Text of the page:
We asked four Utah students to describe their experiences at the ACLU’s National Membership Conference
You belong here.’ These three words have been running through my head since returning from the ACLU’s National Membership Conference in Washington, D.C. This simple phrase hit the nail on the head as to what makes the ACLU an essential player in today’s political climate. The toxicity, bigotry, and anger that exist within our politics have left many in society feeling that they do not belong here. In truth, the United States has never been as welcoming or accepting as may have been promised on the Statue of Liberty, but we have never stopped striving toward that ideal. At the National Membership Conference, I was able to witness and learn firsthand from people who work every day to push the United States toward a more ideal society—one that is more loving and inclusive.
Nicholas Cockrell is a senior at the University of Utah studying history and political science. He started interning with the ACLU of Utah in May 2017 and has never left
The ACLU’s National Membership Conference enabled me to listen to people that have motivated me for my whole life. I met Cecile Richards, the former Executive Director of Planned Parenthood. As a Planned Parenthood Association of Utah teen council member, I have been inspired by Cecile’s legacy of perseverance and justice. Sitting on a panel with Kerry Washington was Saru Jayaraman, a South Asian activist who organizes against the exploitation and sexual harassment of female workers in the restaurant industry. Meeting other South Asian and reproductive rights activists is always a highlight for me, because connecting with people with the same interests rejuvenates me as a young activist.
Mishka Banuri is a senior at West High School in Salt Lake City. Last summer she attended the ACLU Summer Institute on behalf of the ACLU of Utah.
While all of the sessions I attended were informative, the two panels that stood out the most were on Indigenous justice and trans activism. Despite being familiar with Indigenous rights, I left that session with a new understanding of how schools systematically oppress Indigenous students and their knowledge. It is easy to imagine how boarding schools inflicted trauma on the young Indigenous children who attended them, but it is less understood how this trauma gets passed down from generation to generation, sneaking itself into Indigenous peoples’ lives. It was also incredibly empowering to see that all the speakers on the Beyond the Bathroom segment were trans people who could speak of their experiences and their activism. I appreciated the way the panelists explained how people could empower queer communities without taking up their space, which is especially important to remember as allies.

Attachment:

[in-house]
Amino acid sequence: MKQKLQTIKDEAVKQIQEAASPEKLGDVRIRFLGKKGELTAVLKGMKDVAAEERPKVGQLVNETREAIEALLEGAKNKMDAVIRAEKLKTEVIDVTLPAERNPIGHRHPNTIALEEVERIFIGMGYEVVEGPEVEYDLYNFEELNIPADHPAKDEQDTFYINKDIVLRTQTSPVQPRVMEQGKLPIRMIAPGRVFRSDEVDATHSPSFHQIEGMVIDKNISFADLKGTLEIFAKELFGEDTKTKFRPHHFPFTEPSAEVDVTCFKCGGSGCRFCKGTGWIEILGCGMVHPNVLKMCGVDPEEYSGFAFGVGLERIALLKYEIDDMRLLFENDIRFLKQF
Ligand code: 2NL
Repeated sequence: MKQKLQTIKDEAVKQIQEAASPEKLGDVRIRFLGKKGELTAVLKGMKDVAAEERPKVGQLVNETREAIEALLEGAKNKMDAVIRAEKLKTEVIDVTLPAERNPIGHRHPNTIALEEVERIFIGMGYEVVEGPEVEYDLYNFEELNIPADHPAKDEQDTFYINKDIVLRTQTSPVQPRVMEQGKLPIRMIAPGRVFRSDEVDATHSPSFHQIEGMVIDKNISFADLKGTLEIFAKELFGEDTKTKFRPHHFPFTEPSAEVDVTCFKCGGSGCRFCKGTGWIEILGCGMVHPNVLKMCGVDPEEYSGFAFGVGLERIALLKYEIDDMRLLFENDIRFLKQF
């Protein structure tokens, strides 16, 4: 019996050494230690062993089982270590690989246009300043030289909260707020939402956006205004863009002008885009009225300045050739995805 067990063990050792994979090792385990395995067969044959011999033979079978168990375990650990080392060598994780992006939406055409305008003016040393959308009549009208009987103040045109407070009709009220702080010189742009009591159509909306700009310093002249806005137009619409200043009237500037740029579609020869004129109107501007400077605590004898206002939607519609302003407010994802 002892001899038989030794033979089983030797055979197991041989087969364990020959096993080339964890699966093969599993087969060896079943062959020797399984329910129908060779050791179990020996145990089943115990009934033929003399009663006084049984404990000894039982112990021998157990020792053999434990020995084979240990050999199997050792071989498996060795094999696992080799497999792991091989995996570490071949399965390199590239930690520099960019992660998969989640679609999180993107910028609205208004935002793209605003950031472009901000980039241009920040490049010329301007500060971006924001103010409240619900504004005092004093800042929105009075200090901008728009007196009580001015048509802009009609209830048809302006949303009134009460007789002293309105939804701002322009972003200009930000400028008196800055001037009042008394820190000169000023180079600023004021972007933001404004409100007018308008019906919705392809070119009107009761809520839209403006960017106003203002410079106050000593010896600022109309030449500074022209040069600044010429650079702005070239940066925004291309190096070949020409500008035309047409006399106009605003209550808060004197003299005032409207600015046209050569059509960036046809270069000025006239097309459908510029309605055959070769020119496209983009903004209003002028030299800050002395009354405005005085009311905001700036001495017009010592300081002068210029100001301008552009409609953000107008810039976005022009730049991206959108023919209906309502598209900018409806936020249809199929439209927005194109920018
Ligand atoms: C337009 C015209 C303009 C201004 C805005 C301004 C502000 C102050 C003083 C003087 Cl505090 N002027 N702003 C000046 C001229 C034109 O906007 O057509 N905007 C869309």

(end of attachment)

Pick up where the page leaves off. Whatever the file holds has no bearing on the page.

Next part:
Marley Dominguez is a second-year student at Westminster College majoring in political science and minoring in gender studies; she serves as the political engagement coordinator at the school’s Dumke Center for Civic Engagement.
One of the most interesting panels I attended was “Your Favorite Website May Be Discriminating Against You.” From it, I learned how our personal data is being used by large social media-driven advertising companies such as Facebook to create secret profiles for people based on their political preferences, race, and even the brand of smartphone they use. These firms are especially interested in people who switch between different brands. After these advertising companies divide consumers into categories based on their preferences, they allow other companies to create ads that are specifically directed at someone who fits certain categories like race, education level, and the politicians they like. It was interesting to review the ad categories Facebook assigned me to and realize that they are correct in most ways and linked to the specific ads that I see on my social media feeds every day.
Tristan Palmer is a second-year student at Westminster College studying chemistry and geology. He has advocated to expand medical coverage for juvenile diabetes and volunteered in a local elementary school.
This article was first published in the Liberty Reporter: 2018 Fall Newsletter >>